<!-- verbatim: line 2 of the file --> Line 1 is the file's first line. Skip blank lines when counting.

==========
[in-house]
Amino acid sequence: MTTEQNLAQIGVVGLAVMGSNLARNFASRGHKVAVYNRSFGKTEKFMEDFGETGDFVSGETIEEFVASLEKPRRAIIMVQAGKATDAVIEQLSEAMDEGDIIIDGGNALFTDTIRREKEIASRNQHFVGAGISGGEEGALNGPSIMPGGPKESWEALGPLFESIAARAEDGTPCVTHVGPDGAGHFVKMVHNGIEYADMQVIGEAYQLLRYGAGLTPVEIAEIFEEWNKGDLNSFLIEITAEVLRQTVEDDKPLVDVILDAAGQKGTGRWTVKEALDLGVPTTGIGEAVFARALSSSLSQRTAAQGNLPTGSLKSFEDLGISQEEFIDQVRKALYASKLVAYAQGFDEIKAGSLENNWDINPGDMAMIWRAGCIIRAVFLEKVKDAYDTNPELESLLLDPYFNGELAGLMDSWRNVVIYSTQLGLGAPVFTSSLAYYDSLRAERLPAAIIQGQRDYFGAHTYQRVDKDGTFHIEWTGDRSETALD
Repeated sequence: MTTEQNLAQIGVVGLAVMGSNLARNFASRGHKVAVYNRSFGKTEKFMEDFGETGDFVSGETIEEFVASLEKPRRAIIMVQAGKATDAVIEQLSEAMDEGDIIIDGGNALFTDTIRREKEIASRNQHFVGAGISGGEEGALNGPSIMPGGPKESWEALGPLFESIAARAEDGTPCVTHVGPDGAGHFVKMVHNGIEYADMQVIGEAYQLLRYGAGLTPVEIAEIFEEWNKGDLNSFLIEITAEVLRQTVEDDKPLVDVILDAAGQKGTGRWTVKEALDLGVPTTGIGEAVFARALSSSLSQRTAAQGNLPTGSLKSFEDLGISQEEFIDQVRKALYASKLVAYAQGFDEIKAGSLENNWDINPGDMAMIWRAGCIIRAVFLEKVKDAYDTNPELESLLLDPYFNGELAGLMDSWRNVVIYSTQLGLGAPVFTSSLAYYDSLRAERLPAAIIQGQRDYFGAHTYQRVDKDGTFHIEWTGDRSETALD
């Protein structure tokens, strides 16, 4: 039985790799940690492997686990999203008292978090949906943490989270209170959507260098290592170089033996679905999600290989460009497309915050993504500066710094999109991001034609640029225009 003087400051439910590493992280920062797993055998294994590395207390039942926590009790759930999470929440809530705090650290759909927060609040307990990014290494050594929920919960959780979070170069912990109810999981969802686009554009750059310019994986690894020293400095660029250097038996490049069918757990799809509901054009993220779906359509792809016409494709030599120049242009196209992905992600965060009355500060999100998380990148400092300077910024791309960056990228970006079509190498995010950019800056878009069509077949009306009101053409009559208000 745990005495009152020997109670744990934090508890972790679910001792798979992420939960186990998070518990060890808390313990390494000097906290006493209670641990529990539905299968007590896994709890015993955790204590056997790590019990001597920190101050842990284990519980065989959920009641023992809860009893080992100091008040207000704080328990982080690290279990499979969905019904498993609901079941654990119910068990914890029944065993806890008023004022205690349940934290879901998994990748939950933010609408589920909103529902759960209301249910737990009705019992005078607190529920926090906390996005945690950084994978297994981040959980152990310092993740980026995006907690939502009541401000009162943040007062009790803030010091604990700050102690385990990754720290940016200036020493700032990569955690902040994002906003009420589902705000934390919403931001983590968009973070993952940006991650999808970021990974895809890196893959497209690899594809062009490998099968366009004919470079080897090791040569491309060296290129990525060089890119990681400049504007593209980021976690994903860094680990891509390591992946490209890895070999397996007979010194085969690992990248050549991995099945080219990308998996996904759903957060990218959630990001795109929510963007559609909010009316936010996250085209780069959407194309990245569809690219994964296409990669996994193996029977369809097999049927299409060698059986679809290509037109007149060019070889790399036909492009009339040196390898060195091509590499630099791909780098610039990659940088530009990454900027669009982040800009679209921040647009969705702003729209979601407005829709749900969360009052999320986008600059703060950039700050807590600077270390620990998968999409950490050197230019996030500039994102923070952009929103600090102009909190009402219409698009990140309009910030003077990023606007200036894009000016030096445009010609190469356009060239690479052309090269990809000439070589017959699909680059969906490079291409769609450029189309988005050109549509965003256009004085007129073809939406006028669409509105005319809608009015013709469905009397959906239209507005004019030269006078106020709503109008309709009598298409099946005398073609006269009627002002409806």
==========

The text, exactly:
Amino acid sequence: MTTEQNLAQIGVVGLAVMGSNLARNFASRGHKVAVYNRSFGKTEKFMEDFGETGDFVSGETIEEFVASLEKPRRAIIMVQAGKATDAVIEQLSEAMDEGDIIIDGGNALFTDTIRREKEIASRNQHFVGAGISGGEEGALNGPSIMPGGPKESWEALGPLFESIAARAEDGTPCVTHVGPDGAGHFVKMVHNGIEYADMQVIGEAYQLLRYGAGLTPVEIAEIFEEWNKGDLNSFLIEITAEVLRQTVEDDKPLVDVILDAAGQKGTGRWTVKEALDLGVPTTGIGEAVFARALSSSLSQRTAAQGNLPTGSLKSFEDLGISQEEFIDQVRKALYASKLVAYAQGFDEIKAGSLENNWDINPGDMAMIWRAGCIIRAVFLEKVKDAYDTNPELESLLLDPYFNGELAGLMDSWRNVVIYSTQLGLGAPVFTSSLAYYDSLRAERLPAAIIQGQRDYFGAHTYQRVDKDGTFHIEWTGDRSETALD